Another simple but valuable way to master becoming a pocket drummer is by simply relaxing. That’s right, relaxing is part of the pocket technique. If you are overthinking what you are playing, it will take away the essence of playing in the pocket. Relaxing and feeling the groove will allow you to settle into your unique feel and fall into the pocket. 

Finally, a great way to practice is to listen to songs known for great pocket drumming and try practicing to those songs. See if you can figure out your own feeling to play in the pocket. 

Famous Pocket Drummers

Several drummers are known for being fantastic pocket drummers that you can look to for inspiration.

Nate Smith

Nate Smith is a drummer that is known for being a smooth groover. He has a modern jazz vibe, perfect for practicing playing in the pocket. He even has an album called “Pocket Change” that you can listen to and experience how great he is at finding the pocket and keeping you as a listener engaged. 

Chad Smith

Chat Smith playing with the Red Hot Chili Peppers
Alamy Stock Photo

Red Hot Chili Peppers drummer Chad Smith takes a more aggressive approach to pocket drumming. The contrast of not playing in a calm, smooth manner but still being able to create a deep pocket groove makes Smith a great pocket drummer. He is an excellent example of how you can take pocket drumming into any genre of music.

Taylor Gordon (The Pocket Queen)

Then there is Taylor Gordon, also known as The Pocket Queen. She is known for making videos of her playing anything from 70’s funk to nostalgic 90’s TV theme songs and finding her feel to groove into the great pocket drumming style of her own. 

She has become so famous for her pocket that she has performed with Beyonce, Robert Glasper, and even Stevie Wonder. She has even recently developed a course of her own where she teaches just how she plays within the pocket and how you can do so yourself.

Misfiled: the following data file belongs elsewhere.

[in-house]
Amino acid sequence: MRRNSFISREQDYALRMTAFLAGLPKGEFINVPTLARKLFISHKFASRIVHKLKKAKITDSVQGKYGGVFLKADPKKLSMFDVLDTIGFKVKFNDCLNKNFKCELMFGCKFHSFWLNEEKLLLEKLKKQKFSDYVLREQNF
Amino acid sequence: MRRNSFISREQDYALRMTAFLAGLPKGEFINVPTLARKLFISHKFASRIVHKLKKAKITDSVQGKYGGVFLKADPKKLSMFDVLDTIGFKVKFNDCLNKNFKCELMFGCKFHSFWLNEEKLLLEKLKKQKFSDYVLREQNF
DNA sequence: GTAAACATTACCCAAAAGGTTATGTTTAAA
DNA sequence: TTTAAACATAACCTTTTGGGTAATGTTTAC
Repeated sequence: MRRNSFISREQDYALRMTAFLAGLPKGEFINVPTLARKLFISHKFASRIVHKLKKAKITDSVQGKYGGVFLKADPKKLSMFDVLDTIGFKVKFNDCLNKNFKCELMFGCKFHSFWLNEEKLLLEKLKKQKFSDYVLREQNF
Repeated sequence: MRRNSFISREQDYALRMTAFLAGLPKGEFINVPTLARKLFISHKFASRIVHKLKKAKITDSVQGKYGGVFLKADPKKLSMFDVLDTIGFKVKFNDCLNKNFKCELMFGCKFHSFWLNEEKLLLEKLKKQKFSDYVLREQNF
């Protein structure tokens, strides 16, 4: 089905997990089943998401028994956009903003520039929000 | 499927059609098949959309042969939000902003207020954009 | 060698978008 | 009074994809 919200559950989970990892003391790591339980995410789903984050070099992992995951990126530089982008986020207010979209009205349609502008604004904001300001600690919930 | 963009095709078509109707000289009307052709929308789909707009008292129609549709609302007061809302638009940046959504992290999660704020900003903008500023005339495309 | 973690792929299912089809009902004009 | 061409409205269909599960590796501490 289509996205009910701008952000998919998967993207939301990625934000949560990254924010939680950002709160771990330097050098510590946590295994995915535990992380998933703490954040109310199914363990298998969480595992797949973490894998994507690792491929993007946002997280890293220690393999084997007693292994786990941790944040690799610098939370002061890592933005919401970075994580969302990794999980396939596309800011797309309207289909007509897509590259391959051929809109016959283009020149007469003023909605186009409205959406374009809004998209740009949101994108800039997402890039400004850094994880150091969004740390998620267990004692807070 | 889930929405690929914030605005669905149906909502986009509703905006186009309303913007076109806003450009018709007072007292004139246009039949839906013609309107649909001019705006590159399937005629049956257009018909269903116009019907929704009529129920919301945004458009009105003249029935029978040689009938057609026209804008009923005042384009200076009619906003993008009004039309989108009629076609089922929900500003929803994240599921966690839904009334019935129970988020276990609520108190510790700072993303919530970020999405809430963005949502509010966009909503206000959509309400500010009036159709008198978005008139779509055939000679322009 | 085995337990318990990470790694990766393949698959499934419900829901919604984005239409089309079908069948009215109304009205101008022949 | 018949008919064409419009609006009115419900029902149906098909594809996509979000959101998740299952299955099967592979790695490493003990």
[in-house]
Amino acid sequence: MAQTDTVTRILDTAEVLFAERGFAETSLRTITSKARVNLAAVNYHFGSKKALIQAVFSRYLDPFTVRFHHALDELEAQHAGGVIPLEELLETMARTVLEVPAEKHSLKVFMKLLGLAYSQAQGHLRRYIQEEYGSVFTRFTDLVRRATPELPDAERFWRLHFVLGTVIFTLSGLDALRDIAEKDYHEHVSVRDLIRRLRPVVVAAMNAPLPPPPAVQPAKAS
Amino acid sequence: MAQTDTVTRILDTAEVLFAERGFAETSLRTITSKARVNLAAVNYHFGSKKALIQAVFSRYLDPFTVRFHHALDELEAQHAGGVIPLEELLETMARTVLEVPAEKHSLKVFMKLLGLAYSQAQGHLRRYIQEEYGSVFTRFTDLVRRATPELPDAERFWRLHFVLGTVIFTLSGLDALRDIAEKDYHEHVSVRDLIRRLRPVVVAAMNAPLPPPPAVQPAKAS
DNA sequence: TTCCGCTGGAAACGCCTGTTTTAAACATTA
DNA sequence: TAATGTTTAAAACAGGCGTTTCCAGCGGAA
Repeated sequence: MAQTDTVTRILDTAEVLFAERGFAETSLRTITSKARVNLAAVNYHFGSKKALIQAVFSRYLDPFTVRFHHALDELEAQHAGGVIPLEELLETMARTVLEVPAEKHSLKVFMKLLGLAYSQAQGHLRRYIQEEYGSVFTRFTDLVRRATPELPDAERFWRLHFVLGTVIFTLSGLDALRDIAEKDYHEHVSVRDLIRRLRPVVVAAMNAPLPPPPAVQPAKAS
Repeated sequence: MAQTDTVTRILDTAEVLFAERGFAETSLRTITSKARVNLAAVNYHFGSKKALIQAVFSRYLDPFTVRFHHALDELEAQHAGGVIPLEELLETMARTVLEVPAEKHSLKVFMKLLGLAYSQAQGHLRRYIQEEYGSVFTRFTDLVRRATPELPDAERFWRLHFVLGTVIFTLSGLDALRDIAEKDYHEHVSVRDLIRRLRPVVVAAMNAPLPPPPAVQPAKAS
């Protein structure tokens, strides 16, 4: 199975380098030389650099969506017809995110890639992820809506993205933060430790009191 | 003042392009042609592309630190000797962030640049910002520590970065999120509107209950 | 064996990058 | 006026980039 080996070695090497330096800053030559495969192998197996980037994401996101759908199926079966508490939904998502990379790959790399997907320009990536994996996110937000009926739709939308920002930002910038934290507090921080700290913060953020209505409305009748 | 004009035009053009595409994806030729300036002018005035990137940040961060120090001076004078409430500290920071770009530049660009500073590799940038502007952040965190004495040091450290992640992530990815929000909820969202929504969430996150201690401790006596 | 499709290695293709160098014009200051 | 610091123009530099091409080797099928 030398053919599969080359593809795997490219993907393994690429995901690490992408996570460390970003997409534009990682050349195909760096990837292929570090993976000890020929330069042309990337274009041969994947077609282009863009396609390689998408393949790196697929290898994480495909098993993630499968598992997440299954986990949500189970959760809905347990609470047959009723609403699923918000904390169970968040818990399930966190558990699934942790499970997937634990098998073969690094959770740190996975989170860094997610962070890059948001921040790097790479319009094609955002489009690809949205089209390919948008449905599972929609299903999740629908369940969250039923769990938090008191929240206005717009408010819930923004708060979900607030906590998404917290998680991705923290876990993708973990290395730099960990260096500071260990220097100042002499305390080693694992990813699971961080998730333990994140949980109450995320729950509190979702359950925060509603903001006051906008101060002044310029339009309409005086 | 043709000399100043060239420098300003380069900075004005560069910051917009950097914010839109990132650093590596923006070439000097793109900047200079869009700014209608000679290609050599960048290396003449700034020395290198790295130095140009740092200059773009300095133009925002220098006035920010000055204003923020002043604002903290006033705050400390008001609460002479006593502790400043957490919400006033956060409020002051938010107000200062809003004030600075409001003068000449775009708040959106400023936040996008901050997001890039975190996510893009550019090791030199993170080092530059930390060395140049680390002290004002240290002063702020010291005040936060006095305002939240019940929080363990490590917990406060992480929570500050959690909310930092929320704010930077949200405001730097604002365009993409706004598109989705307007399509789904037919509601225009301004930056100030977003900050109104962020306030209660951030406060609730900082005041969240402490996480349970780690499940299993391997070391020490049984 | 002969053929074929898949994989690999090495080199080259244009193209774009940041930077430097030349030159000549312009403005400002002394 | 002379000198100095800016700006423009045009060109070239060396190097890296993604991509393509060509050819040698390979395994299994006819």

Does Out of Pocket Drumming Exist?

Drummers who play perfectly to the click are considered out of pocket. Unfortunately, the playing is very stiff, and songs have no feel or groove, almost making them feel choppy. 

Drumming out of pocket is drumming without adding any exciting flair or making the song feel humanized. In contrast, drumming out of pocket could also mean doing too much while playing. 

For example, showing off with extra sticking, playing complicated drum fills, and adding too many cymbal crashes. Not to mention, it does not create a groove for the listener to vibe with. 

Conclusion

Playing deep in the pocket is something that even the most famous drummers are constantly working to improve on. Learning your feel, musicality, and timing takes much practice, just like with any drumming technique. 

Listening to a lot of music can help improve your playing and help you understand why the timing, feel, and musicality is so important. It is a concept that seems confusing at first, but once you watch a drummer do it or learn how to play it yourself, you will understand why it is such an important skill to hone as a drummer.

Brittany Cistrunk

Brittany is a freelance content writer from Milwaukee, WI. She started playing drums when she was 9 years old in the school band all the way through her sophomore year in college. Now living in Atlanta, GA she writes blogs about music by day and produces music, and plays the drums as a hobby in her spare time.

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2 Comments

  1. Absolutely agree, is nothing more irritating to hear than a drummer destroying a song with overly complicated fills, too many crashes, and being a one person show, rather than being a compliment to the band , and the music. Is a time for a drum solo, but it seems to be lost on some, in my opinion

  2. Is a time and place for a drum solo, but not when the rest of your band is playing. Seems now, the more noise, fills, crashes, that can be pushed into a measure, the better, and in no way demonstrates skill as a percussionist. Skill is knowing when, and when not to, and complimenting the music. Learn guitar if you want to be a lead instrument and solo